On Monday, May 6, the U.S. Senate passed a bill that may end the tax-free online shopping experience in all states.
The Marketplace Fairness Act of 2013 was approved Monday by a margin of 69 to 27. This new proposal, should it be made a law, will require online businesses reporting more than $1 million per year in revenue to secure sales tax from all customers, regardless of the state in which the company resides. The one exception is that residents of the five states without statewide sales tax, Alaska, Delaware, Montana, New Hampshire and Oregon, will not be required to pay this levy on any items shipped to their home state. Businesses based in these territories are not exempt.
Up until now, customers have been asked to pay Internet sales tax on their yearly returns, but the government has observed that, in past years, very few actually have. With the introduction of the Marketplace Fairness Act, all that may change soon.
Currently there are several major online companies that support the bill. Amazon.com, a corporation known for sidestepping sales tax as long as possible, is the largest new advocate of the MFA. The Seattle-based company has been preparing for the inevitable uniform sales tax model to reach the Internet ever since Arkansas passed a bill to collect in that state. However, until this latest proposal was made, Amazon.com was firm in its belief that sales tax did not need to be collected since it was headquartered in Washington, an exempt state.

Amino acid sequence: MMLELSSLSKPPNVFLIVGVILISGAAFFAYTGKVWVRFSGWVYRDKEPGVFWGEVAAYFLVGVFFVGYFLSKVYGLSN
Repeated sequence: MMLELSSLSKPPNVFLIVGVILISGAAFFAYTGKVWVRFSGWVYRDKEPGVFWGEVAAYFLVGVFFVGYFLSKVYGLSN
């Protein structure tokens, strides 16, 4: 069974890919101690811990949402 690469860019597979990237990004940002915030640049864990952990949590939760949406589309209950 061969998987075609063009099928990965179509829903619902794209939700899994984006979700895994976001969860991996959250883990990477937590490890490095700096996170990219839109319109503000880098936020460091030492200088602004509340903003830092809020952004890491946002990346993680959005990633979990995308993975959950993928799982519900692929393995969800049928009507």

Greg, an office assistant at Footloose Sports in Mammoth, said, “I believe the bill will level the playing field for local businesses. It should bring back the customers who were lost when they found out that they could shop tax-free online. If it doesn’t completely level the playing field, it will definitely make things a lot closer.”
Most people have grown accustomed to shopping digitally because of the convenience and cheaper prices. Still, the one thing online stores do not offer is instant delivery. They’re getting closer, with subscription services like Amazon Prime, but UPS can still only move so fast.
Going forward, the proposal must pass in the House and then be approved by President Obama. The President’s support is very likely, as the White House said in a statement on April 22 that it “strongly supports provisions in [The Marketplace Fairness Act] that would directly address concerns by granting only those States and localities that have simplified their sales tax systems the option to require all retailers, including those located out-of-state, to collect sales and use taxes already owed under law.”
If the Marketplace Fairness Act of 2013 passes on all levels, the soonest it will be implemented is October 1.
Sources: CNN (http://www.cnn.com/2013/05/06/tech/web/internet-sales-tax/index.html)
The Associated Press (http://hosted.ap.org/dynamic/stories/U/US_INTERNET_SALES_TAX)